But as the space evolves, the drone industry (service providers, manufacturers, technology providers) are working closely with the FAA to help define the appropriate guidelines. One objective is to expand BVLOS operations, allowing operators to reach 40 or more miles a day. How do you do that?

Layering drone BVLOS data on long linear infrastructure into a GIS system provides a quick and efficient means of monitoring, assessing, and deploying personnel to critical areas faster than normal inspection methods. (Photo courtesy of Aerial Production Services)


Applying for a waiver takes time. It includes building an adequate safety case and concept of operations, then collecting all of the data to back it up. After submitting all of your plans to the FAA, initial project approvals typically take 90 days, while amendments to an existing approval are reported to take 30 days.

In addition to the specific missions these waivers permit, they also contribute to the growing amount of data and operational learnings necessary to support BLVOS applications and flights in the future. The FAA and companies from many different industries – including oil and gas, power companies, mining and all manner of different infrastructure companies – continue to work together to demonstrate their ability to fly BLVOS in a safe and efficient way.


The initial aircraft investment can get you up and running, but BVLOS operations require commercial drones with long-distance duration and higher payload capacities to support the sensors and communications systems needed to capture data, make decisions and ensure safety. True BVLOS inspections also require significant changes to your operations — even if you currently fly drones with visual observers. Operators must demonstrate a history of safe flights and procedures and a familiarity with safety, licensing and compliance. Finding a department head to lead operations experienced with aviation programs and working with licensed pilots bolsters safety and minimizes risk.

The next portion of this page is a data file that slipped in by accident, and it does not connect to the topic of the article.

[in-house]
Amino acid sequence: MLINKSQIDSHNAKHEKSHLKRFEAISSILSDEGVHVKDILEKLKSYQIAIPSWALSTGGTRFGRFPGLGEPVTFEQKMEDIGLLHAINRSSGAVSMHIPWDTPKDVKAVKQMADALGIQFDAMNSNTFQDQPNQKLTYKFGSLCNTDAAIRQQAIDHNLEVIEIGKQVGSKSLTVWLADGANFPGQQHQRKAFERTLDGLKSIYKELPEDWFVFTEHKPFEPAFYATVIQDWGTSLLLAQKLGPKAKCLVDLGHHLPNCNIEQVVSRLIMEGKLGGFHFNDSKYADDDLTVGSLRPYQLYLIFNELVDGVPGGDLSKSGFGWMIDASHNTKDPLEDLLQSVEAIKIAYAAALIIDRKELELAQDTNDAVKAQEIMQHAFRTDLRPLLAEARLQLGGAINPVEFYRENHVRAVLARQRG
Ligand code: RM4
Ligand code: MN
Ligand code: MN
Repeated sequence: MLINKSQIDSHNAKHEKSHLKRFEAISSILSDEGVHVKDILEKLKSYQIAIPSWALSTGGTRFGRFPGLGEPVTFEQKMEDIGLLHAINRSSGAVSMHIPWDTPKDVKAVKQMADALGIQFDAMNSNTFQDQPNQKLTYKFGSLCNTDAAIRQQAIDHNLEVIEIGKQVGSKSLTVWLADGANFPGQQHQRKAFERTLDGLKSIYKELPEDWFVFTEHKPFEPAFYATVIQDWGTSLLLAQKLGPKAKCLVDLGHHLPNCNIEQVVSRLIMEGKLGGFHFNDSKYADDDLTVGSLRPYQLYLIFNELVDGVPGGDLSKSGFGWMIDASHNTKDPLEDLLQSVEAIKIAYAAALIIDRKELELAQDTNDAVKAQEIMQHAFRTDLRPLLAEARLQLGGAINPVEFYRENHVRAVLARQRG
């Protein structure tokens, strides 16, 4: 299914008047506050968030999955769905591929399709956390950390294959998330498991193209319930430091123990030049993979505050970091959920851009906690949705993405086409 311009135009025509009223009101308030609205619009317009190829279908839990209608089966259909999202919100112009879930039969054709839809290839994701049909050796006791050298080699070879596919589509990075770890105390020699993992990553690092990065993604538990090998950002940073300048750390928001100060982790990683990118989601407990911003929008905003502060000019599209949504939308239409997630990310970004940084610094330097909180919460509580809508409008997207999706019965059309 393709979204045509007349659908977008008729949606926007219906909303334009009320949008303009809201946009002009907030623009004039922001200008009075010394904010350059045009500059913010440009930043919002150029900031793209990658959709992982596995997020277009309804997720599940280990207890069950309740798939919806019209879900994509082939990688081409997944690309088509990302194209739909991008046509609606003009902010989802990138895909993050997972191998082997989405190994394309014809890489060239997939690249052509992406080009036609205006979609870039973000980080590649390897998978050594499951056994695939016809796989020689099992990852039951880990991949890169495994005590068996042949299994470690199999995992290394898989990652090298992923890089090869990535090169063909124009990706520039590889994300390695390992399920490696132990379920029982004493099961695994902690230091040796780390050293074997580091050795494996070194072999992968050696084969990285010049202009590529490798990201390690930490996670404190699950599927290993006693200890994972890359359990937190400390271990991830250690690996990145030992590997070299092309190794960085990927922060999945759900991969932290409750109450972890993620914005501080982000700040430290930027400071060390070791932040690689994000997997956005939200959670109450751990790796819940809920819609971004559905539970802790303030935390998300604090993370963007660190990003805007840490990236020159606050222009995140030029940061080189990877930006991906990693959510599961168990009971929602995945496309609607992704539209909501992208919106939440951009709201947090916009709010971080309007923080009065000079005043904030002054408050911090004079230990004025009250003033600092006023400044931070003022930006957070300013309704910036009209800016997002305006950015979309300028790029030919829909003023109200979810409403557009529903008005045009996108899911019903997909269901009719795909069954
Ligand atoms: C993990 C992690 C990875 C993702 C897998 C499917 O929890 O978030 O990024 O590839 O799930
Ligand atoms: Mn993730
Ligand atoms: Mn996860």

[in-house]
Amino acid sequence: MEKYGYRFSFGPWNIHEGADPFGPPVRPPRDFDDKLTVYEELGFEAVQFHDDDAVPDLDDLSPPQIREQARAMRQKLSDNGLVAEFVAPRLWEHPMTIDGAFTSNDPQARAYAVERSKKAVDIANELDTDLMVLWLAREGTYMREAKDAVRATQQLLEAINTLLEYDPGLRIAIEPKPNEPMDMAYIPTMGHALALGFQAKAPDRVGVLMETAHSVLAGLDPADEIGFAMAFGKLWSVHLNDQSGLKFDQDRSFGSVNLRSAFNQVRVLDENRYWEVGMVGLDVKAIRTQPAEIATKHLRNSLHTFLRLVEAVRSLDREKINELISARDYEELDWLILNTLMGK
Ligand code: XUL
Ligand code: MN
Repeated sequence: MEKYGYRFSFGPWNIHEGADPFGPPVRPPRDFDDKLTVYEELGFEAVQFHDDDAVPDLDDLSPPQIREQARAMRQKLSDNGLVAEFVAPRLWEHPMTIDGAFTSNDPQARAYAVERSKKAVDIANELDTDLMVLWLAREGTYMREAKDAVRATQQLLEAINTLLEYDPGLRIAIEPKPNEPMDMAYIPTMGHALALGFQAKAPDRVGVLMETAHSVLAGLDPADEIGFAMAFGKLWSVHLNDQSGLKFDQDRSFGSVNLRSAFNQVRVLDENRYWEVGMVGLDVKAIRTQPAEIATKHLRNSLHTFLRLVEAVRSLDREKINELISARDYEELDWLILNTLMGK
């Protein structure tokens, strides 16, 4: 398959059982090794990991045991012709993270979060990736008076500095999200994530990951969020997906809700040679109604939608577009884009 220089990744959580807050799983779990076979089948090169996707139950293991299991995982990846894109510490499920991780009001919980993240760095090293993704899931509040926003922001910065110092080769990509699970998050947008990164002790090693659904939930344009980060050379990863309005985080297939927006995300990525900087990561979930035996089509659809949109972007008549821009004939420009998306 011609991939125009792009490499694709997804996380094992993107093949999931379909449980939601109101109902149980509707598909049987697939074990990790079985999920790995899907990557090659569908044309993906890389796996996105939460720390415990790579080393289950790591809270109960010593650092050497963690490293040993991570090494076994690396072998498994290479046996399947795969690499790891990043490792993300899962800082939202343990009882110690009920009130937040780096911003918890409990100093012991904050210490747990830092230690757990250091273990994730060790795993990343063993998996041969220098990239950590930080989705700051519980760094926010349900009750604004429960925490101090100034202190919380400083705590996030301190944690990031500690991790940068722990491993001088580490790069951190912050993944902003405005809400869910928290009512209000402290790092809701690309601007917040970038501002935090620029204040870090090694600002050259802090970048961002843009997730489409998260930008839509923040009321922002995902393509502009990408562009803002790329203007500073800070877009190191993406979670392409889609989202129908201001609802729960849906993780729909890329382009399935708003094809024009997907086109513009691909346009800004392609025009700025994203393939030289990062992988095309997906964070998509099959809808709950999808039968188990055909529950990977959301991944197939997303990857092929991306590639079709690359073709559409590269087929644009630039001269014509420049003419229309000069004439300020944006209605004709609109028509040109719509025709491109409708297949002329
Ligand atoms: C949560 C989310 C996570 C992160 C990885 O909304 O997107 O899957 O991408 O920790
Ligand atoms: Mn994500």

You can learn more about the BVLOS process at our comprehensive Regulatory Resource Center,, which provides a guide for companies to work through the regulatory process.


The ROI on drone-based operations will only continue to improve as the technology gets smarter and the regulations defined. The ability to store and analyze the data captured by drones also introduces a level of monitoring previously unheard of.

But the big breakthrough is BVLOS and covering the long distances demanded by oil and gas inspections, and making it viable to fly multiple drones with only one pilot versus one pilot to one drone. For oil and gas companies it will become a critical resource for its surveillance and inspection operations.

Gabrielle Wain is vice president of global policy and government affairs at Iris Automation. Gabrielle has over 10 years of experience advising government agencies and multinational companies on policy and international relations. At Iris Automation, she leads strategy on shaping safety policy and standards with the FAA and Transport Canada, as well as the delivery of services to help customers achieve BVLOS operations. Learn more at